A Cthulhu reading primer
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Post Posted: Thu May 26, 2005 9:36 am 
 

I must admit, I have never really gotten into Cthulhu.  But I was looking through some Field Guides I recently picked up and I thought it might be time to read some classic Cthulhu stories . . .

So, where should I begin?   I need a Cthulhu 101 course outline.


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Post Posted: Thu May 26, 2005 10:15 am 
 

"So, where should I begin? I need a Cthulhu 101 course outline"

Start with Lovecraft...that's the real deal.
Some of my favorites are Shadow over Innsmouth and the Whisperer in the Darkness.

From what I've gathered, "Disciples of Cthulhu" is one of the most-well regarded compilations of short stories by other authors. It came out in the 70's but has been reprinted.

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Post Posted: Thu May 26, 2005 11:34 am 
 

Sources of Lovecraft's Works is a good place to start looking.  

Of those I recommend the Arkham House texts, since they're the best texts to read (scholarly work to produce the best reading editions possible).  They're sometimes harder to find, so you can also check out these:

Del Rey had a paperback compilation Bloodcurdling Tales of Horror & the Macabre from the early 80s that's been reprinted several times (it has the b&w with red cover art by Michael Whelan that I was surprised to discover was actually by Whelan; I think the title was or somesuch).  

The Penguin The Call of Cthulhuand Other Weird Stories compilation has a good selection as well.  The Library of America edition is also good.

Joyce Carol Oates had a collection, but I don't see it listed, so it may be out of print.


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Post Posted: Thu May 26, 2005 11:57 am 
 

Sorry for the dumb question, but I have been meaning to ask this for awhile,  so I figure that this is probably as good as any place as to ask.  CoC has kind of piqued(sp) my interest ever since the whole thing about stormber's auctions for the manuscripts.   What exactly is the setting for CoC. Is it in modern times? Or is it something medieval like D&D. Also, what is the rule base like. Just curious........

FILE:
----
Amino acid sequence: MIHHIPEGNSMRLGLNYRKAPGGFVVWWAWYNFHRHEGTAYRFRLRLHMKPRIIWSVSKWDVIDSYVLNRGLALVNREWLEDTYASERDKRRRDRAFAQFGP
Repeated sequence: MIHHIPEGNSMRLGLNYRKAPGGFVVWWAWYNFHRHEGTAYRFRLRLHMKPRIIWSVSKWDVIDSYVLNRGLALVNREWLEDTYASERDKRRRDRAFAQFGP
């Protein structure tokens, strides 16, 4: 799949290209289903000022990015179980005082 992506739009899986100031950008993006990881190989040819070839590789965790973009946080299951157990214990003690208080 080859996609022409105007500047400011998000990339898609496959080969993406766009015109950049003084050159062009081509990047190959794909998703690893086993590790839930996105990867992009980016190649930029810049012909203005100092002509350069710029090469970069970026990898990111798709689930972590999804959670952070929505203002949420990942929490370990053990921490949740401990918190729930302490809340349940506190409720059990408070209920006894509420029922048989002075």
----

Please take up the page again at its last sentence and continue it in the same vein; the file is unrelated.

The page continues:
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Post Posted: Thu May 26, 2005 12:09 pm 
 

bclarkie wrote:Sorry for the dumb question, but I have been meaning to ask this for awhile, so I figure that this is probably as good as any place as to ask. CoC has kind of piqued(sp) my interest ever since the whole thing about stormber's auctions for the manuscripts.  What exactly is the setting for CoC. Is it in modern times? Or is it something medieval like D&D. Also, what is the rule base like. Just curious........


the game i played about 20 years ago, was set in the 1920's. was fabulous fun, but i ended dying of fright believe it or not  :?

great fun tho - my character was a journalist, and my weapon was a baseball bat :D

if you aint played it, you should try it cos its a right blast! very atmospheric/gothic and you can set the scene really well for a really cool game.



  

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Post Posted: Thu May 26, 2005 1:29 pm 
 

For CoC, they have three settings I know about.

1890's
1920's
Modern Day

In short, Victorian Era, Edwardian Era, and the Modern Day.  Slightly different feel for each, but it's all recognizably Cthulhu.

I'm not positive, but I do believe that there might be a Dark Ages setting as well.



  


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Post Posted: Thu May 26, 2005 1:42 pm